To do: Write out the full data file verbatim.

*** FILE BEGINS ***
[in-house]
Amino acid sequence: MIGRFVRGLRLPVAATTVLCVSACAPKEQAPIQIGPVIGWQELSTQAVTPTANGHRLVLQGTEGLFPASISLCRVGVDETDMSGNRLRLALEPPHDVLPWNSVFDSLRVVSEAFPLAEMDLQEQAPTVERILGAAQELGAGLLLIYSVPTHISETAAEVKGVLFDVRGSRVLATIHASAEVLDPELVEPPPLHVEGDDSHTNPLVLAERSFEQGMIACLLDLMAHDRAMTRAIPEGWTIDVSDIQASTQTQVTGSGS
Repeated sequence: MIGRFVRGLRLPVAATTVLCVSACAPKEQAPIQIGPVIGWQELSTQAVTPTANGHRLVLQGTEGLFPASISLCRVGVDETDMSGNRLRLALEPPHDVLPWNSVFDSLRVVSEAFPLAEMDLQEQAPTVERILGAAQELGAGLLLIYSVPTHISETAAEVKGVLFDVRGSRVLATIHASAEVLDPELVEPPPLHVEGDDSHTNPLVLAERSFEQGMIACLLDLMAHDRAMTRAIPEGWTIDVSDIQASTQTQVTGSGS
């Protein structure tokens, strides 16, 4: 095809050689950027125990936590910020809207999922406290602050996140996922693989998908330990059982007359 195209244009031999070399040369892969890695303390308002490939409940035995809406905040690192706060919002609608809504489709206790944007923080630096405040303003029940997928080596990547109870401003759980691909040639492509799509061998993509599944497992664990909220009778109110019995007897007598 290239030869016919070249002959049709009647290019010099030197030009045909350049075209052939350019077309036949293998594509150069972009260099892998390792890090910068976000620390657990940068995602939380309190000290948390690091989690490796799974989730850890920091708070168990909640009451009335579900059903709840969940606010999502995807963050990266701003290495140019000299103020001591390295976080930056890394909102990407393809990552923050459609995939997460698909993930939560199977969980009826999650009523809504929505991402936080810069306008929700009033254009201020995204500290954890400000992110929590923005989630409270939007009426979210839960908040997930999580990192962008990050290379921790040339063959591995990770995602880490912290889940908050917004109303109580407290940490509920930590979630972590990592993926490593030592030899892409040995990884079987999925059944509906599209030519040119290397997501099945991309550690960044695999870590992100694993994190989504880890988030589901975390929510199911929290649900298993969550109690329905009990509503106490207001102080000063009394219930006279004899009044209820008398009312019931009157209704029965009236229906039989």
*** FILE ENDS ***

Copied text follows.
[in-house]
Amino acid sequence: MIGRFVRGLRLPVAATTVLCVSACAPKEQAPIQIGPVIGWQELSTQAVTPTANGHRLVLQGTEGLFPASISLCRVGVDETDMSGNRLRLALEPPHDVLPWNSVFDSLRVVSEAFPLAEMDLQEQAPTVERILGAAQELGAGLLLIYSVPTHISETAAEVKGVLFDVRGSRVLATIHASAEVLDPELVEPPPLHVEGDDSHTNPLVLAERSFEQGMIACLLDLMAHDRAMTRAIPEGWTIDVSDIQASTQTQVTGSGS
Repeated sequence: MIGRFVRGLRLPVAATTVLCVSACAPKEQAPIQIGPVIGWQELSTQAVTPTANGHRLVLQGTEGLFPASISLCRVGVDETDMSGNRLRLALEPPHDVLPWNSVFDSLRVVSEAFPLAEMDLQEQAPTVERILGAAQELGAGLLLIYSVPTHISETAAEVKGVLFDVRGSRVLATIHASAEVLDPELVEPPPLHVEGDDSHTNPLVLAERSFEQGMIACLLDLMAHDRAMTRAIPEGWTIDVSDIQASTQTQVTGSGS
């Protein structure tokens, strides 16, 4: 095809050689950027125990936590910020809207999922406290602050996140996922693989998908330990059982007359 195209244009031999070399040369892969890695303390308002490939409940035995809406905040690192706060919002609608809504489709206790944007923080630096405040303003029940997928080596990547109870401003759980691909040639492509799509061998993509599944497992664990909220009778109110019995007897007598 290239030869016919070249002959049709009647290019010099030197030009045909350049075209052939350019077309036949293998594509150069972009260099892998390792890090910068976000620390657990940068995602939380309190000290948390690091989690490796799974989730850890920091708070168990909640009451009335579900059903709840969940606010999502995807963050990266701003290495140019000299103020001591390295976080930056890394909102990407393809990552923050459609995939997460698909993930939560199977969980009826999650009523809504929505991402936080810069306008929700009033254009201020995204500290954890400000992110929590923005989630409270939007009426979210839960908040997930999580990192962008990050290379921790040339063959591995990770995602880490912290889940908050917004109303109580407290940490509920930590979630972590990592993926490593030592030899892409040995990884079987999925059944509906599209030519040119290397997501099945991309550690960044695999870590992100694993994190989504880890988030589901975390929510199911929290649900298993969550109690329905009990509503106490207001102080000063009394219930006279004899009044209820008398009312019931009157209704029965009236229906039989």